What is passwordless authentication? Passwordless authentication describes a variety of methods used to verify and authenticate without relying on passwords.
Authentication requirements based on items or factors the user uniquely possesses could come in the form of a uniquely registered mobile device, a hardware token, or a one-time password generator. In each of these cases, the user has a unique device or authentication tool that provides access.
Another passwordless authentication method involves factors that the user uniquely knows. This method most often comes in the form of security questions that only a user should know the answer to. While convenient for users, this method is reliant on the user being the only one to know the answers to be successful.
A third method for passwordless authentication involves factors that a user uniquely is. This method most often comes in the form of biometric technology, which use the unique features people have to grant access. These features can include face and voice recognition, fingerprint readings and retinal scans.
The Advantages of Biometric Authentication
Biometric authentication is ideal for providers looking to future proof their authentication methods. Biometric technologies are enabled by capabilities available on mobile devices. Fingerprint readers, cameras and microphones in today’s smartphones and mobile devices, equipped with software can perform highly secure face and voice recognition. Therefore, users can access their accounts from their personal devices, bypassing the need for passwords, hardware tokens and security questions.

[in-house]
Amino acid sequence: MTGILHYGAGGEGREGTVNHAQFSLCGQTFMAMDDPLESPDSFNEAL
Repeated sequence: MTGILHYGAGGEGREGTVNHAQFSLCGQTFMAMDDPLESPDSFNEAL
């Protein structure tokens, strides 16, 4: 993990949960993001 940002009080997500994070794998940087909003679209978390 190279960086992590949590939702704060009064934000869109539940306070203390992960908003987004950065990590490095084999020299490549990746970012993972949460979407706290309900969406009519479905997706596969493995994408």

Biometric authentication provides the following distinct advantages:
- Increased Security: Biometrics are inherently secure passwordless authentication methods. This is because they use something a person is, instead of something a person has or knows. Biometrics also commonly feature liveness detection, which determines whether a user is a real person, and not an impostor trying to gain access with a photo, video, or mask. All combined, biometric technology makes it much more difficult for would-be attackers to bypass security measures and gain access to the system fraudulently.
- Improved User Experience: Biometric technology also provides a more convenient, frictionless user experience for users. Biometric authentication takes place in seconds, with just a selfie or voice prompt via a user’s personal mobile device. Biometrics also eliminate the need for remembering passwords or retaining unique hardware tokens, streamlining the authentication process overall.
- Lower Cost: With no need for password resets, providers can devote their resources to other matters more critical to the business. Software engineers no longer have to develop and maintain the workflows needed to provide password-based authentication, and call centers can be staffed to handle more important customer inquiries not pertaining to passwords and account access.
Organizations managing identity credentials should consider passwordless methods to protect themselves, their consumers and their assets and infrastructure. Situations such as the Colonial Pipeline attack can be avoided using a variety of secure processes and solutions. With increased security, improved convenience for users, and a lower cost overall for providers, biometric technology is a strong candidate for passwordless authentication.